12 Mighty Orphans is adapted from the 2008 book 12 Mighty Orphans: The Inspiring Story of the Mighty Mites Who Ruled Texas Football, a hagiographic sports history book about Rusty Russell, a legendary head football coach who, for a time early in his career, helped build a team out of orphans at the Fort Worth Masonic Home. That team, the Mighty Mites, is the subject of some amount of sports legend due to its 81% winning record during the 16 years that Russell coached them, which seems pretty good for a ragtag group of orphans.
It’s a feel-good underdog story, and 12 Mighty Orphans is a feel-good underdog story sports movie — along with everything that description entails. If you’ve seen one before, you’ve certainly seen this one and done better than this. Although boasting a talented cast that makes the most of it, filmmaker Ty Roberts’ 12 Mighty Orphans doesn’t bring anything new to the underdog sports story and isn’t a particularly memorable entry into the genre.
Luke Wilson stars as Russell, doing his best aw-shucks, well-meaning character who spouts platitudes about how much he believes in the orphans he’s been hired to teach and help coach. We learn Russell himself was an orphan and thus felt driven to move his entire family into the dust-ravaged lands of 1927 Texas just to help bring a sense of family to his students. He meets Doc Hall (Martin Sheen), who runs the orphanage and spouts even more platitudes than Russell. In fact, Doc has so many platitudes that Sheen provides a voiceover for almost the entirety of the film. Voiceovers are difficult to integrate into storytelling without feeling redundant. This one certainly does, including such gems as “What the Mites won couldn’t be printed on papers … it was a belief in themselves.”
Well, clearly. That’s the story.
Roberts does a decent job of conveying the look and feel of 1927 Texas, with the social and aesthetic demands that such a setting requires. Sports stories set in the (now-distant) past benefit from avoiding contemporary social issues, fads and technologies. The original book worked to highlight a narrative from a storied football coach’s early career, in essence expanding a piece of mythology for a well-mythologized man. 12 Mighty Orphans plays the same game and inherently benefits from the untouchable nostalgia for times gone by. To some degree, the 1920s feel like a fairy tale. We’ve certainly been conditioned to look at certain parts of the past that way by the mountain of movies depicting it as such.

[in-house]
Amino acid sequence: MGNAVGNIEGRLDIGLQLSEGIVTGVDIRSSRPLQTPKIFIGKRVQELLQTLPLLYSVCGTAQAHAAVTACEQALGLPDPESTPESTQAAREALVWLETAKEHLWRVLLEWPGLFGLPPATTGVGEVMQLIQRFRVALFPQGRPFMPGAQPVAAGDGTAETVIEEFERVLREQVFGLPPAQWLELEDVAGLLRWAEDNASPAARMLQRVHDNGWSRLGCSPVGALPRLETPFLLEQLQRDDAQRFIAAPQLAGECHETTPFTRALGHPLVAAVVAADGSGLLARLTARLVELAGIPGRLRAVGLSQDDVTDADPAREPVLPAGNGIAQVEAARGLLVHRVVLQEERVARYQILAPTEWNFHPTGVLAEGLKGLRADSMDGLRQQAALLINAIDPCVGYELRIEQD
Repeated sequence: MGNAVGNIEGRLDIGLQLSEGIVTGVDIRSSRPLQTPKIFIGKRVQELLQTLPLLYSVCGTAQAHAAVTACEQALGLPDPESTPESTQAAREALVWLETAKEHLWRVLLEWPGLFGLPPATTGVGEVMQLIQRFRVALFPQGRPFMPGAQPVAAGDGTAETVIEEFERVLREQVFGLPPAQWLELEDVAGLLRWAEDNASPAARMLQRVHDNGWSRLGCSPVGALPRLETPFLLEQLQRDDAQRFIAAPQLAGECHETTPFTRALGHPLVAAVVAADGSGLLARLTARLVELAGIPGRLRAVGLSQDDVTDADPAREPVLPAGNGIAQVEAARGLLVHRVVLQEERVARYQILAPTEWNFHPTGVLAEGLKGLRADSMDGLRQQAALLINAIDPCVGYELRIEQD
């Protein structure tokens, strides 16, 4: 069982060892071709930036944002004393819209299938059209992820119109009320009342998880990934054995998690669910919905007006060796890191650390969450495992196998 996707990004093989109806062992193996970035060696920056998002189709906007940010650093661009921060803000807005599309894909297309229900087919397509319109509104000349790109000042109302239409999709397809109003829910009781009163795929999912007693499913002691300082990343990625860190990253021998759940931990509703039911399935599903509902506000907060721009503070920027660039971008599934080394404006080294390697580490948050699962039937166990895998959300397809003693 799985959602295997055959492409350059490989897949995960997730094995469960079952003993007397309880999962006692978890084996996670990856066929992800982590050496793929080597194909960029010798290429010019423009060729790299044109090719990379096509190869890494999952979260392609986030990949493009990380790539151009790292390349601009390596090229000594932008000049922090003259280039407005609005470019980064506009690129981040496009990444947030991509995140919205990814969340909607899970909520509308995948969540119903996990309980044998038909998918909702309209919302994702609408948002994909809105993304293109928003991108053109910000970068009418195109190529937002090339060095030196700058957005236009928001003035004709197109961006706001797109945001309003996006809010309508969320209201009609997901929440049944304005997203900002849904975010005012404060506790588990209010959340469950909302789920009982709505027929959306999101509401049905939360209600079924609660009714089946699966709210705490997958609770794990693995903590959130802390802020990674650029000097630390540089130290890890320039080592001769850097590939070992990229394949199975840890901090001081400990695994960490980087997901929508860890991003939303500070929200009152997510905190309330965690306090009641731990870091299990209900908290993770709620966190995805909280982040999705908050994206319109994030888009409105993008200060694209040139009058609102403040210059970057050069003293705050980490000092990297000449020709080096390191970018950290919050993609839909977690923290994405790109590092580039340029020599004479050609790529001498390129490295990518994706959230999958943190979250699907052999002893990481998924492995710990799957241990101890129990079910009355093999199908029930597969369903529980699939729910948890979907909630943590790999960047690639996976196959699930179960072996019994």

Although the voiceover is frustrating and the story isn’t anything new, 12 Mighty Orphans isn’t necessarily a bad effort by those involved. It’s a functionally entertaining work of historical sports fiction. It’s just not particularly memorable — the sort of movie a substitute teacher might put on in class for a few hours to pass the time without any worry about offending students. The only problem with that prescription is that there are so many other, better versions of this movie for that hypothetical teacher to slam into the classroom DVD player. It’s hard to say much more about 12 Mighty Orphans; it’s precisely what you expect.